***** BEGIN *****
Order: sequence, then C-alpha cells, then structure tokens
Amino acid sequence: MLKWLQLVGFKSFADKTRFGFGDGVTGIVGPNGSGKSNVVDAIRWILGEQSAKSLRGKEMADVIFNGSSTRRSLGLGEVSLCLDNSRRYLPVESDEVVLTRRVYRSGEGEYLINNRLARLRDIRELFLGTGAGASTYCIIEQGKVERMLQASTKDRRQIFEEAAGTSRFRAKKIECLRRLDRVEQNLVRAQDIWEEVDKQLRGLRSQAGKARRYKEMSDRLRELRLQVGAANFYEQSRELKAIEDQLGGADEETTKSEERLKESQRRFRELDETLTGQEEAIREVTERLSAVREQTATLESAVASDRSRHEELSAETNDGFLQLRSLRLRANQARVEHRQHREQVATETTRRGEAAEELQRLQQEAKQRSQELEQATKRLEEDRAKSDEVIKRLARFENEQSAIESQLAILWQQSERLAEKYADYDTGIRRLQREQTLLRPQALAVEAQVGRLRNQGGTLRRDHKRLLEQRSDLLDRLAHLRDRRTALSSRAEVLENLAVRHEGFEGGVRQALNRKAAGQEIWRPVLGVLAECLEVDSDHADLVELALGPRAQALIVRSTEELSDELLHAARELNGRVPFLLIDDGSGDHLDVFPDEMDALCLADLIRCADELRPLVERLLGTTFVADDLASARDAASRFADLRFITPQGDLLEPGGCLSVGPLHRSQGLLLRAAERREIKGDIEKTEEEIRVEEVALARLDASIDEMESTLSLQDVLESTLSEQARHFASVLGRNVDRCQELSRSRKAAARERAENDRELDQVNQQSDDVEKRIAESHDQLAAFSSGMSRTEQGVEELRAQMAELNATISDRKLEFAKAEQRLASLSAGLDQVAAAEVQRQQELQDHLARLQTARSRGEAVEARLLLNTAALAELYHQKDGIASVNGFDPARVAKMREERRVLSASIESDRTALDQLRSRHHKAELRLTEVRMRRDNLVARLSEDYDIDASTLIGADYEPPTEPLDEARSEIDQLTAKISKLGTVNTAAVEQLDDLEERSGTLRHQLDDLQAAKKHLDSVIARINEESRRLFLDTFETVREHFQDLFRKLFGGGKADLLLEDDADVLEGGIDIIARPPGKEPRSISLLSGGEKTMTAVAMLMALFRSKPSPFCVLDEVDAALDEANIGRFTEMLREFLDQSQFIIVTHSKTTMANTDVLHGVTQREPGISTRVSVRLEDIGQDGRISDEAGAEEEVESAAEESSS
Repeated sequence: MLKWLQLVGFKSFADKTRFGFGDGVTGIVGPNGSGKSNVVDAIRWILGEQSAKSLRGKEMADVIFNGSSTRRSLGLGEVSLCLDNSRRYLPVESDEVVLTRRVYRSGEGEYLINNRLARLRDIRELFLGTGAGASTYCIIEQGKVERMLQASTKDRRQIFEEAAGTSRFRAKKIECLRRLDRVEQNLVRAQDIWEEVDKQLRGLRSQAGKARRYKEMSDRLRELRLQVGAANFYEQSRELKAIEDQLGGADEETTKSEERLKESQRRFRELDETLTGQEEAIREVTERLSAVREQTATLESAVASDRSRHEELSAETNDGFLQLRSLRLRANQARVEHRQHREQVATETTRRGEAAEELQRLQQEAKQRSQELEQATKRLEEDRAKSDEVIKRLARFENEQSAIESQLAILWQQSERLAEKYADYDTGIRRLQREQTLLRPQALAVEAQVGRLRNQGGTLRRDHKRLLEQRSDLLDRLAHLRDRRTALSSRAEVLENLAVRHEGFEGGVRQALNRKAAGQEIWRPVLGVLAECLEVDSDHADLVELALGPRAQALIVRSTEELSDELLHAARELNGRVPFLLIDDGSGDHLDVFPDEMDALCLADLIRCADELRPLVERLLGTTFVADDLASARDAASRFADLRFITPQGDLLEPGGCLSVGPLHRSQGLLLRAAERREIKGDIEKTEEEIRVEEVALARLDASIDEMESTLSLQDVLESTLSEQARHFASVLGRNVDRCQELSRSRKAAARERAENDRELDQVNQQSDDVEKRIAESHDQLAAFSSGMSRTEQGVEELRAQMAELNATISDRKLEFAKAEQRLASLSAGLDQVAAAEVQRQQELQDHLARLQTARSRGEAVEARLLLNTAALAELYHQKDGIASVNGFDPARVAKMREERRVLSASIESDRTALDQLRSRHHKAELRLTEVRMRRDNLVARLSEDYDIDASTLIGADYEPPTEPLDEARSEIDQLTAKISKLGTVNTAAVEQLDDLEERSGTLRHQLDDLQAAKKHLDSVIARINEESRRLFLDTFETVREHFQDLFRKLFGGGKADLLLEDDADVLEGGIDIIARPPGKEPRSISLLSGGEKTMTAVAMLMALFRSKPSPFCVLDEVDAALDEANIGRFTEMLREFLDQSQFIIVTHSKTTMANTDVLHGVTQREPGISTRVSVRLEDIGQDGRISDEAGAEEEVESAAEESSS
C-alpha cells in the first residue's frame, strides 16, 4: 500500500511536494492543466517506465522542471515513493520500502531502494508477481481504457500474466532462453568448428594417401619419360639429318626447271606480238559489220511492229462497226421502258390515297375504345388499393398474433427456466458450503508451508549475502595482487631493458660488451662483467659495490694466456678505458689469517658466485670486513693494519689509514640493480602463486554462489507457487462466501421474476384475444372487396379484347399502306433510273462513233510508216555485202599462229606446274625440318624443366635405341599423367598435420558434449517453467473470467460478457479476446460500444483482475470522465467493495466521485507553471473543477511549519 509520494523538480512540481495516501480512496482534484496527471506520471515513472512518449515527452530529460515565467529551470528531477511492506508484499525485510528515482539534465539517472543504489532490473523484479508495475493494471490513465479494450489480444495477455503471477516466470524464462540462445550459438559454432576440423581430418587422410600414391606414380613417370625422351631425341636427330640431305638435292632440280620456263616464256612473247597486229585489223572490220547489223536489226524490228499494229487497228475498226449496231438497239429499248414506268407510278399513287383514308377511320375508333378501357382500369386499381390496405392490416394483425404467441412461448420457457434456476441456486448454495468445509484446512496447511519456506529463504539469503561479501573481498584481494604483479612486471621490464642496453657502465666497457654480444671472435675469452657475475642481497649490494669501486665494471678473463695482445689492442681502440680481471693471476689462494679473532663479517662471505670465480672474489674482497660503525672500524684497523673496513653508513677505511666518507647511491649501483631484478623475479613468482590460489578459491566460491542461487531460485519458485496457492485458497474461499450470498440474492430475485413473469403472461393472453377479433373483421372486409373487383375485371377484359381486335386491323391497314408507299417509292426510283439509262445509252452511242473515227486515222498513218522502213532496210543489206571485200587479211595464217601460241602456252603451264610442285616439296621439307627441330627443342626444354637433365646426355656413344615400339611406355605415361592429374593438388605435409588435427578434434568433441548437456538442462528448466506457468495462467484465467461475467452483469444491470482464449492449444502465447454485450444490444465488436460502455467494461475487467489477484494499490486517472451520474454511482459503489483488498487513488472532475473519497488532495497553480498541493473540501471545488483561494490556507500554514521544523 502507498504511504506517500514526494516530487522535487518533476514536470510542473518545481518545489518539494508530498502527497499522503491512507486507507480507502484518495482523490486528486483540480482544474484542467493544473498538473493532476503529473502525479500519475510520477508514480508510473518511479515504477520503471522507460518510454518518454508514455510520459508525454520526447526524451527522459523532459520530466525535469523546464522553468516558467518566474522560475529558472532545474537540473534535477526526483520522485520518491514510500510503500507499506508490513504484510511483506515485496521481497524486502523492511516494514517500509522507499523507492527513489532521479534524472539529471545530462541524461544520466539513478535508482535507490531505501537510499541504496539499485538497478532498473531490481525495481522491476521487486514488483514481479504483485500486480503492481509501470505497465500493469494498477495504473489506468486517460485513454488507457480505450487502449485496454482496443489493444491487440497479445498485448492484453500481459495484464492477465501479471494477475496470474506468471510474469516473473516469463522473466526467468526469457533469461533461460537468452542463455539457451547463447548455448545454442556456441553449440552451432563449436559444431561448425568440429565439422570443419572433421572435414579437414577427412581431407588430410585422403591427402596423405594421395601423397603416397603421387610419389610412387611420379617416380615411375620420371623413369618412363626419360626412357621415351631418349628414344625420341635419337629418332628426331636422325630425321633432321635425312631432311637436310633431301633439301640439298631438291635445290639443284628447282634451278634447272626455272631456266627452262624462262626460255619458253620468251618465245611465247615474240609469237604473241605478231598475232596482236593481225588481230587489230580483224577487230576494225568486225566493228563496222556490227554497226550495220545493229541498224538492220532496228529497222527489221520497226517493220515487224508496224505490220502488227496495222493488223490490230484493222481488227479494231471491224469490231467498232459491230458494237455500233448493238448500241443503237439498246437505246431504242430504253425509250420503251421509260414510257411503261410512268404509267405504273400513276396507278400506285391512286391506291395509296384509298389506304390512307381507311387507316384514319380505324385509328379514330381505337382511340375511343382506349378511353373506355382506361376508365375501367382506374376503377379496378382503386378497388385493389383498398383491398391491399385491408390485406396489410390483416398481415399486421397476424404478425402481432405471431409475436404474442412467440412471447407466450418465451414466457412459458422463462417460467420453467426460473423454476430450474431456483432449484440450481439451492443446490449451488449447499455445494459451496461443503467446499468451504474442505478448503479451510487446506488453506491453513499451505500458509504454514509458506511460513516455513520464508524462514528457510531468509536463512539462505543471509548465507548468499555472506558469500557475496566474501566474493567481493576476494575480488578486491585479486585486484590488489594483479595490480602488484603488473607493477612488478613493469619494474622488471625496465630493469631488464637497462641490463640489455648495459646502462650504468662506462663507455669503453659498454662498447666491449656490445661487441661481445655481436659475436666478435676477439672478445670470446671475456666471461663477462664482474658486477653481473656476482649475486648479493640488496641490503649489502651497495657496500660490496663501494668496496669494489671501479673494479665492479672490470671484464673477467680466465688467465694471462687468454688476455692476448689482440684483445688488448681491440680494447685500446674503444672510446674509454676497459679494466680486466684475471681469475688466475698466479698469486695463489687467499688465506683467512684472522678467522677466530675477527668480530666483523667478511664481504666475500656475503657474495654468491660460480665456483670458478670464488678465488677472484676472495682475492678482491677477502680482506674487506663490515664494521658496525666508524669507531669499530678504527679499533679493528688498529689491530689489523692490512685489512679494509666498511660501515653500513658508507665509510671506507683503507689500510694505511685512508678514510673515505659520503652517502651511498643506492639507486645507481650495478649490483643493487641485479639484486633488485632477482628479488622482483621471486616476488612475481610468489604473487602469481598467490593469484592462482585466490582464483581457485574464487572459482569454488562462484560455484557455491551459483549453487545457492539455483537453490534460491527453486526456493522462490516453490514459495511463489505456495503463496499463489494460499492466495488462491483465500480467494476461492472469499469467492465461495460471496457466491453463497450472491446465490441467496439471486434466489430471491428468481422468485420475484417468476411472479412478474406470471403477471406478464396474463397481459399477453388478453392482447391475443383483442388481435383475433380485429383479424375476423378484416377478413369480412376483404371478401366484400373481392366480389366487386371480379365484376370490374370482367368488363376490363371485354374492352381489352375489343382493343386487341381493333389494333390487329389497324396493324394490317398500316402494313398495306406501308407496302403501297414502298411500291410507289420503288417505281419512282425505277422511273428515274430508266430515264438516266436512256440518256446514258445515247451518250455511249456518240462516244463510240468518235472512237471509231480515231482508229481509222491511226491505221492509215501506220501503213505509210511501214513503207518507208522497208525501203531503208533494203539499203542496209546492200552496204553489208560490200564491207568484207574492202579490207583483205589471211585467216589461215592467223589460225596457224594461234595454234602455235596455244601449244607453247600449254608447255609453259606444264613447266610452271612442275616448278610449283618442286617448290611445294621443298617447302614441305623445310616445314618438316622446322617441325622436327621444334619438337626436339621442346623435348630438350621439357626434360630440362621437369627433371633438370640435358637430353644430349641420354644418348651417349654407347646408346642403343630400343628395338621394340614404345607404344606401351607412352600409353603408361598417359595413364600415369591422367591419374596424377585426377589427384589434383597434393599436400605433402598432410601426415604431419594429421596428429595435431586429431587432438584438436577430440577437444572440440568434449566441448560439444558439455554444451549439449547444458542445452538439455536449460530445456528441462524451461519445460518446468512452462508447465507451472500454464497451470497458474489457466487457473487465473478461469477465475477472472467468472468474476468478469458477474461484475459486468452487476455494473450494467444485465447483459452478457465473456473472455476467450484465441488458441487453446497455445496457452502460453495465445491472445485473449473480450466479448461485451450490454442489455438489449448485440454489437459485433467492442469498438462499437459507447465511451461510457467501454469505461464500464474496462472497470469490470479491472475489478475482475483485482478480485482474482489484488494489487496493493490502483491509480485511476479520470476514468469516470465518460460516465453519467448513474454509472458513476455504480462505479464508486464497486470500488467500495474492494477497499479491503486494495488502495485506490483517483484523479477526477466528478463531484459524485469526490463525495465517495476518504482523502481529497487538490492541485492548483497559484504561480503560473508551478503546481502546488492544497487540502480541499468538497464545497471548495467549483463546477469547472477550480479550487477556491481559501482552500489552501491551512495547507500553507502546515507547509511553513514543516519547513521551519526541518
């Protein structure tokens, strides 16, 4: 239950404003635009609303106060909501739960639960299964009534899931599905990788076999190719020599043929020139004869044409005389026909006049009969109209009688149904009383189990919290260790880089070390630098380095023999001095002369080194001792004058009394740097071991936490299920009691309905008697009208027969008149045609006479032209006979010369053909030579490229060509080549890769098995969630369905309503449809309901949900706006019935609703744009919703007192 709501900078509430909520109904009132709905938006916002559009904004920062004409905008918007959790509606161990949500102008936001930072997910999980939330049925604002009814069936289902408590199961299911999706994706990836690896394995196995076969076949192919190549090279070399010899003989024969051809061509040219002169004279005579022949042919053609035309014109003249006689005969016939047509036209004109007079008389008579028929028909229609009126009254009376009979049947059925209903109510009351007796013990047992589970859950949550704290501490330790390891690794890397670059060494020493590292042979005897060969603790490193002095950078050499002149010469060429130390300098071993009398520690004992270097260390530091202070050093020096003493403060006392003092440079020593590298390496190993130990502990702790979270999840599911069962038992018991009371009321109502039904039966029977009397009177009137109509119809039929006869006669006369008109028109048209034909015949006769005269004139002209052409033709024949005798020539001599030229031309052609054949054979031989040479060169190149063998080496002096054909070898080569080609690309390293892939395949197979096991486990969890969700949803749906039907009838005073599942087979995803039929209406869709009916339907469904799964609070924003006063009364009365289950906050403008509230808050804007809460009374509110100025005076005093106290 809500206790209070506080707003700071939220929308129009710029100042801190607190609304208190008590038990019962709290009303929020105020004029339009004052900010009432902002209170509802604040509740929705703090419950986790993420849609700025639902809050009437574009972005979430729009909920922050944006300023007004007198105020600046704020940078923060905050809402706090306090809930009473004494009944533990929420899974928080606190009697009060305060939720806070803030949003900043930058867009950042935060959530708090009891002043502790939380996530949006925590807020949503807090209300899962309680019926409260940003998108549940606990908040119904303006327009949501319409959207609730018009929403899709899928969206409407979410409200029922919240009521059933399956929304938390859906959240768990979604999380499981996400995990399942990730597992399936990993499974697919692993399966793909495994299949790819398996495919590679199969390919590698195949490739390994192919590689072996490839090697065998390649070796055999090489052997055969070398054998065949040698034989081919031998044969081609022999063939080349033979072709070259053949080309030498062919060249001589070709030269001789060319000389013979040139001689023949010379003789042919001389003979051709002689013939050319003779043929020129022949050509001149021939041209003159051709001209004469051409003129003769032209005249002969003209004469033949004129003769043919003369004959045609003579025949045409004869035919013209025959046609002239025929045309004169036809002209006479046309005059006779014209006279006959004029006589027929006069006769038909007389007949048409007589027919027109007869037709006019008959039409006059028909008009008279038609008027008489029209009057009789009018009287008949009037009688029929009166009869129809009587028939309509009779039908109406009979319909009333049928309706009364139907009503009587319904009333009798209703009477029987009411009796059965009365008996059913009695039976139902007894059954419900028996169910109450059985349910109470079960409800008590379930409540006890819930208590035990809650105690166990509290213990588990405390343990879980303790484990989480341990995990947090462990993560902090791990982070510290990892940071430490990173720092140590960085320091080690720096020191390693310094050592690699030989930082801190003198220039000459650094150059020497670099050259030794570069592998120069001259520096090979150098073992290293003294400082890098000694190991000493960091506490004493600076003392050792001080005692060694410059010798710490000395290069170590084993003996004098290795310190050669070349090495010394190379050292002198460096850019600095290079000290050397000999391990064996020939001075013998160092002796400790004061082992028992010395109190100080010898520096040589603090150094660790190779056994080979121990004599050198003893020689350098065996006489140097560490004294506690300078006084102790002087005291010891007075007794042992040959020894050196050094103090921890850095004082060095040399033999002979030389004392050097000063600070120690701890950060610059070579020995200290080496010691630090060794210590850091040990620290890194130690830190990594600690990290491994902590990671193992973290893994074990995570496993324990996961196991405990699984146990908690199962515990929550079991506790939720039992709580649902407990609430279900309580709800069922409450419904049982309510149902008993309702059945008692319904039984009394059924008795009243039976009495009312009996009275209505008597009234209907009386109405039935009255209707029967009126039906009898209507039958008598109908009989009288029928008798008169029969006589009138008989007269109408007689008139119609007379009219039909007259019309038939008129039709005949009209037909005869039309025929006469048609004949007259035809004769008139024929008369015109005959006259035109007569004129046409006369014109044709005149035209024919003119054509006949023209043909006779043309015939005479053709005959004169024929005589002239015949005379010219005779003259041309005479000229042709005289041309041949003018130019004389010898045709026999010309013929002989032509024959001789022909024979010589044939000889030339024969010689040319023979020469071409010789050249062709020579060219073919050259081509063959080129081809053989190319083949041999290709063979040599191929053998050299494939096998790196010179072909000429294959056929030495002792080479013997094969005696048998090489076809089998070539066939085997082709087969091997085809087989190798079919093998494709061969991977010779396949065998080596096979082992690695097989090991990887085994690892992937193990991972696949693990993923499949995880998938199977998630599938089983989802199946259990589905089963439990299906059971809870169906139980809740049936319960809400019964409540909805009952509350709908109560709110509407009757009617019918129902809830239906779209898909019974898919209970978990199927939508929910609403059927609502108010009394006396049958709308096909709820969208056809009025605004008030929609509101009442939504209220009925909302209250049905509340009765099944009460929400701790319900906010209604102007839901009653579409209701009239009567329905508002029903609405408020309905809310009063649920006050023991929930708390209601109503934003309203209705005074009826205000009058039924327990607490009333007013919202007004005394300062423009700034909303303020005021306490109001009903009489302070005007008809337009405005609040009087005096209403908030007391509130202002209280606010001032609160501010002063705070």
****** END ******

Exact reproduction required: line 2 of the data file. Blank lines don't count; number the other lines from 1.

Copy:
Amino acid sequence: MLKWLQLVGFKSFADKTRFGFGDGVTGIVGPNGSGKSNVVDAIRWILGEQSAKSLRGKEMADVIFNGSSTRRSLGLGEVSLCLDNSRRYLPVESDEVVLTRRVYRSGEGEYLINNRLARLRDIRELFLGTGAGASTYCIIEQGKVERMLQASTKDRRQIFEEAAGTSRFRAKKIECLRRLDRVEQNLVRAQDIWEEVDKQLRGLRSQAGKARRYKEMSDRLRELRLQVGAANFYEQSRELKAIEDQLGGADEETTKSEERLKESQRRFRELDETLTGQEEAIREVTERLSAVREQTATLESAVASDRSRHEELSAETNDGFLQLRSLRLRANQARVEHRQHREQVATETTRRGEAAEELQRLQQEAKQRSQELEQATKRLEEDRAKSDEVIKRLARFENEQSAIESQLAILWQQSERLAEKYADYDTGIRRLQREQTLLRPQALAVEAQVGRLRNQGGTLRRDHKRLLEQRSDLLDRLAHLRDRRTALSSRAEVLENLAVRHEGFEGGVRQALNRKAAGQEIWRPVLGVLAECLEVDSDHADLVELALGPRAQALIVRSTEELSDELLHAARELNGRVPFLLIDDGSGDHLDVFPDEMDALCLADLIRCADELRPLVERLLGTTFVADDLASARDAASRFADLRFITPQGDLLEPGGCLSVGPLHRSQGLLLRAAERREIKGDIEKTEEEIRVEEVALARLDASIDEMESTLSLQDVLESTLSEQARHFASVLGRNVDRCQELSRSRKAAARERAENDRELDQVNQQSDDVEKRIAESHDQLAAFSSGMSRTEQGVEELRAQMAELNATISDRKLEFAKAEQRLASLSAGLDQVAAAEVQRQQELQDHLARLQTARSRGEAVEARLLLNTAALAELYHQKDGIASVNGFDPARVAKMREERRVLSASIESDRTALDQLRSRHHKAELRLTEVRMRRDNLVARLSEDYDIDASTLIGADYEPPTEPLDEARSEIDQLTAKISKLGTVNTAAVEQLDDLEERSGTLRHQLDDLQAAKKHLDSVIARINEESRRLFLDTFETVREHFQDLFRKLFGGGKADLLLEDDADVLEGGIDIIARPPGKEPRSISLLSGGEKTMTAVAMLMALFRSKPSPFCVLDEVDAALDEANIGRFTEMLREFLDQSQFIIVTHSKTTMANTDVLHGVTQREPGISTRVSVRLEDIGQDGRISDEAGAEEEVESAAEESSS